"In the Future Too, Shri Hari Will Prove It": Written Oaths in Eighteenth-Century Maratha Politics
Timeslot:07/28 | 16:30-16:50 UTC+2/CEST
Invocations of the divine have been associated with the written expression of legal and political authority in Marathi-speaking western India since at least the twelfth century. Indeed, the donkey curse, inscribed on stone pillars to protect royal donations to Brahman settlements, was an early vehicle of vernacular writing in the region. Curses took on a new function in Marathi documentation of the seventeenth and eighteenth centuries, reinforcing the authority of legal decisions rendered by local assemblies. At the same time, the taking of oaths and especially the undergoing of ordeals became central to the public and collective adjudication of disputes over property. Hence in early modern western India, ‘rational’ elements of judicial procedure – those cognizable through more or less rule-bound human deliberation – were supplemented by appeals to the less predictable decision-making capacity of otherworldly authorities.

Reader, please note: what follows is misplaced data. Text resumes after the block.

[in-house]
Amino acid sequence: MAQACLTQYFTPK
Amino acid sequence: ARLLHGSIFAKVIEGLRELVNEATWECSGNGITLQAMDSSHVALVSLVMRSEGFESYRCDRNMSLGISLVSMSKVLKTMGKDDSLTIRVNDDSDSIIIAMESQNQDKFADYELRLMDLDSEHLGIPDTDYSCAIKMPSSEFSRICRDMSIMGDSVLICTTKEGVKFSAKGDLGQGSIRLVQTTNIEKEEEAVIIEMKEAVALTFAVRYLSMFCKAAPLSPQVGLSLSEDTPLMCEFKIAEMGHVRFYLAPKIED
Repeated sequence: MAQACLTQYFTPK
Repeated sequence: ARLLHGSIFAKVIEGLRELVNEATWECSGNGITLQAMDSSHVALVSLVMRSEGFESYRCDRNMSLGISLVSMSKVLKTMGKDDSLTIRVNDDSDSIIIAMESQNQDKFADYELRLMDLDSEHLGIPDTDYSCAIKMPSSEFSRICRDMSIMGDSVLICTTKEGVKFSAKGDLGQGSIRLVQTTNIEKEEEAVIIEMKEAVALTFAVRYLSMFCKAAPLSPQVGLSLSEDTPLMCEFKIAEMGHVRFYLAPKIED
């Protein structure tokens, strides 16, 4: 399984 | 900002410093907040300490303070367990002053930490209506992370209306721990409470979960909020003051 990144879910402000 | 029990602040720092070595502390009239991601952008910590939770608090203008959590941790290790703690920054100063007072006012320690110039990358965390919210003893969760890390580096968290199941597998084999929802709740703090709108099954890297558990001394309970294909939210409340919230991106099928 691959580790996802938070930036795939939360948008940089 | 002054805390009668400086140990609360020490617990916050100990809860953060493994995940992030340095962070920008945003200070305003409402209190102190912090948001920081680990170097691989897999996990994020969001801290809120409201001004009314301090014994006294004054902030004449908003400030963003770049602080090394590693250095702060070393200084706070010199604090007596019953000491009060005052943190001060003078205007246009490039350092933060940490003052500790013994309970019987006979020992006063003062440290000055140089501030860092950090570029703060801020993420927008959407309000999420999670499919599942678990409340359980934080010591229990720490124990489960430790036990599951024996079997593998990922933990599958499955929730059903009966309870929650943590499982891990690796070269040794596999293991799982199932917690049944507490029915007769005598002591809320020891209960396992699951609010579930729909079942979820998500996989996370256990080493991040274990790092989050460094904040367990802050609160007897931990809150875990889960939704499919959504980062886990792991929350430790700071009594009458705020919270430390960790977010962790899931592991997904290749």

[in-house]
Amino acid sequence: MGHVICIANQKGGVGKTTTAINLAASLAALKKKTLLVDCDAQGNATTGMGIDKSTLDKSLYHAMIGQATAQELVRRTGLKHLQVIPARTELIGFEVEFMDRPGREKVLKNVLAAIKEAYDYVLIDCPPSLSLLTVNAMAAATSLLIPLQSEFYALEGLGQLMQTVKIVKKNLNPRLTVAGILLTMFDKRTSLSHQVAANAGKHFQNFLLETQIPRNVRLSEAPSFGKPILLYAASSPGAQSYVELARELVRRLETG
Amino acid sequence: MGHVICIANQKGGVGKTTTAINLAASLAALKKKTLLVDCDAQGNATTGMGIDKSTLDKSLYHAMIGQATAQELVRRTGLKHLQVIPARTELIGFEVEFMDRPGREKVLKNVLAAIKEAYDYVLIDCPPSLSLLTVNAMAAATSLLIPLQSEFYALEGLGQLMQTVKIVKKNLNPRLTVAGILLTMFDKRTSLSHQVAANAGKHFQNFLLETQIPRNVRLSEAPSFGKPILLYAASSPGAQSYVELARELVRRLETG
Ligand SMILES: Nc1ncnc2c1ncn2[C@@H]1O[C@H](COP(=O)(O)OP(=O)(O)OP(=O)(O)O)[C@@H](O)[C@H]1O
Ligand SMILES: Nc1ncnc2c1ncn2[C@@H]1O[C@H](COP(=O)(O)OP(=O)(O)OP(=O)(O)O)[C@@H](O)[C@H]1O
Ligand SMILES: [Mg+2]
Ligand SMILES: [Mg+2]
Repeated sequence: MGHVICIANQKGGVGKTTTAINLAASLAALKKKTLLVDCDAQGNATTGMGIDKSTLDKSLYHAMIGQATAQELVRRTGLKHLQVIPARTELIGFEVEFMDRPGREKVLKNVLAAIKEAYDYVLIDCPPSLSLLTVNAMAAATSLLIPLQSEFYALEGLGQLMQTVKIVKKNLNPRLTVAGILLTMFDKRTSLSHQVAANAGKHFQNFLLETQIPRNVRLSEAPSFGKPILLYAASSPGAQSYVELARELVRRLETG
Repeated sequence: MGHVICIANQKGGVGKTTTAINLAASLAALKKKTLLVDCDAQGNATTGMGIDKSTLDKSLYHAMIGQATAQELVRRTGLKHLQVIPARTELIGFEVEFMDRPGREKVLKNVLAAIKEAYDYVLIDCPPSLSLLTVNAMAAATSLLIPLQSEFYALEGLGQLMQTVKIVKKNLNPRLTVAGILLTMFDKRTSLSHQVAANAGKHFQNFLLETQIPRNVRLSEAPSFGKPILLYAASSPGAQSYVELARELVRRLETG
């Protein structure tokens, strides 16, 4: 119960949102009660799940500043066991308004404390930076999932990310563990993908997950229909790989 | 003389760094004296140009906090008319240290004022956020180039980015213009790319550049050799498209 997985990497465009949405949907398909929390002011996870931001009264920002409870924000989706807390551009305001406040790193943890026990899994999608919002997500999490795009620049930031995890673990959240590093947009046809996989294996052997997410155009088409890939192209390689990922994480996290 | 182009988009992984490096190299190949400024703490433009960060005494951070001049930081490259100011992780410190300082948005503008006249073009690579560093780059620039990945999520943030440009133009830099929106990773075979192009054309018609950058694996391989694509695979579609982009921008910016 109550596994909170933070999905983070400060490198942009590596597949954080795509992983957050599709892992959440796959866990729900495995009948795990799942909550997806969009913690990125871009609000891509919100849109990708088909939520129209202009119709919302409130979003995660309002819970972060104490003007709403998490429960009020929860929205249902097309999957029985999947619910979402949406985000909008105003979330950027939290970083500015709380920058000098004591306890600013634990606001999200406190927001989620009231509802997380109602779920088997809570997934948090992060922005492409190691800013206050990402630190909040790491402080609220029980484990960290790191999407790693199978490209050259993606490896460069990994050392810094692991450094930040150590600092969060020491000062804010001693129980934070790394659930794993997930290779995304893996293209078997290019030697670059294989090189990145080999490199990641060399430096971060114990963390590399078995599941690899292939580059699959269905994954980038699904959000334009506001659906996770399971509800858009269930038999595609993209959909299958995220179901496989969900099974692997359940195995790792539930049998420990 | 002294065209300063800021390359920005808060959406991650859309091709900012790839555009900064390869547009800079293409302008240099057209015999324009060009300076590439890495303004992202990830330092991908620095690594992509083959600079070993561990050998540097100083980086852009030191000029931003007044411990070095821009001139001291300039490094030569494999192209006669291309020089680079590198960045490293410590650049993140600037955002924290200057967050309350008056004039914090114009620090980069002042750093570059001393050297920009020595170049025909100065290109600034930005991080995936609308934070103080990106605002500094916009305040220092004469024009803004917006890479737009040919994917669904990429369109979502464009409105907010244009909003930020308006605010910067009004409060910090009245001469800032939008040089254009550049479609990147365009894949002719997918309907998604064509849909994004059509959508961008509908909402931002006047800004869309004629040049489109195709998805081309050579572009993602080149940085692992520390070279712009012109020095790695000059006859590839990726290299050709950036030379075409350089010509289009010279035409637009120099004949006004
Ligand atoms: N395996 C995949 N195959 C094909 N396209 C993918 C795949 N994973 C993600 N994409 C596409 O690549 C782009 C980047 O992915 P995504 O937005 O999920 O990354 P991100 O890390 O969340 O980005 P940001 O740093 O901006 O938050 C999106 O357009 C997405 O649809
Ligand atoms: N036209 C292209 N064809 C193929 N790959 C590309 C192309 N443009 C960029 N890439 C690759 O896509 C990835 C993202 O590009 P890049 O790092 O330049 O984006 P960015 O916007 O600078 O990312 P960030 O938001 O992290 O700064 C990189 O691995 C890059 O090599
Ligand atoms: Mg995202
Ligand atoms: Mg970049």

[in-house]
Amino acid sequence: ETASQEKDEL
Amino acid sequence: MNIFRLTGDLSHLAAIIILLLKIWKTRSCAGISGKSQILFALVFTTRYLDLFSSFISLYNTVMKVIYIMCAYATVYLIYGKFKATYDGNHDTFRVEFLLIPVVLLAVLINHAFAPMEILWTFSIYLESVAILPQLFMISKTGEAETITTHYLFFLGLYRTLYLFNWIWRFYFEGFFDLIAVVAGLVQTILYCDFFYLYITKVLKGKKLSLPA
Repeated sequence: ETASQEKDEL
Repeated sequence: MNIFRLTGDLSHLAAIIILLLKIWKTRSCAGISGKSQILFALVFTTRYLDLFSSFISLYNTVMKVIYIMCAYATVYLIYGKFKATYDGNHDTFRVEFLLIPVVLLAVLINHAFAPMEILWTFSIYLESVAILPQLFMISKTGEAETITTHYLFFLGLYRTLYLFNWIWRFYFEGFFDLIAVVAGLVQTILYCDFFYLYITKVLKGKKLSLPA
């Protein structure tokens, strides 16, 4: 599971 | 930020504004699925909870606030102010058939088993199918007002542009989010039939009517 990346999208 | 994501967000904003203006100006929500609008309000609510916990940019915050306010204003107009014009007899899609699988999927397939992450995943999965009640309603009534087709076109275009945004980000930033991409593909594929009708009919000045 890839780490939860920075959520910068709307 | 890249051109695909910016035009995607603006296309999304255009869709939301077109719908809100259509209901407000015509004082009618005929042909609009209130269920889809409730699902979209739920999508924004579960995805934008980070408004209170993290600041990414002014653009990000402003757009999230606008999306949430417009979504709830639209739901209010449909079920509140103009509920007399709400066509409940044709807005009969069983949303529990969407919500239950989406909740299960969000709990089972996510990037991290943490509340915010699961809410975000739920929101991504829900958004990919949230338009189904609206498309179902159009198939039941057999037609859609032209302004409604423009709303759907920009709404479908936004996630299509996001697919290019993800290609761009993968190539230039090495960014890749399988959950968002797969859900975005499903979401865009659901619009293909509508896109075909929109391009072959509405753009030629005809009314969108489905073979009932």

In this paper, I will investigate another iteration of these ‘signs of power’ by exploring the role of oaths in Marathi documentation produced in the very different context of intergovernmental negotiation. In the eighteenth century, much of western and central India was controlled by far-flung Maratha states whose relations were carefully managed through the circulation of letters, treaties, and memoranda. One of the most efficacious tools in the diplomat’s repertoire was the oath-producing letter, or shapathpurvaka patra; however, even less freighted diplomatic correspondence was routinely littered with oaths and promises consisting of highly regular terms and phrases. Sacred objects, such as holy basil, Qur’ans, and Bibles, were also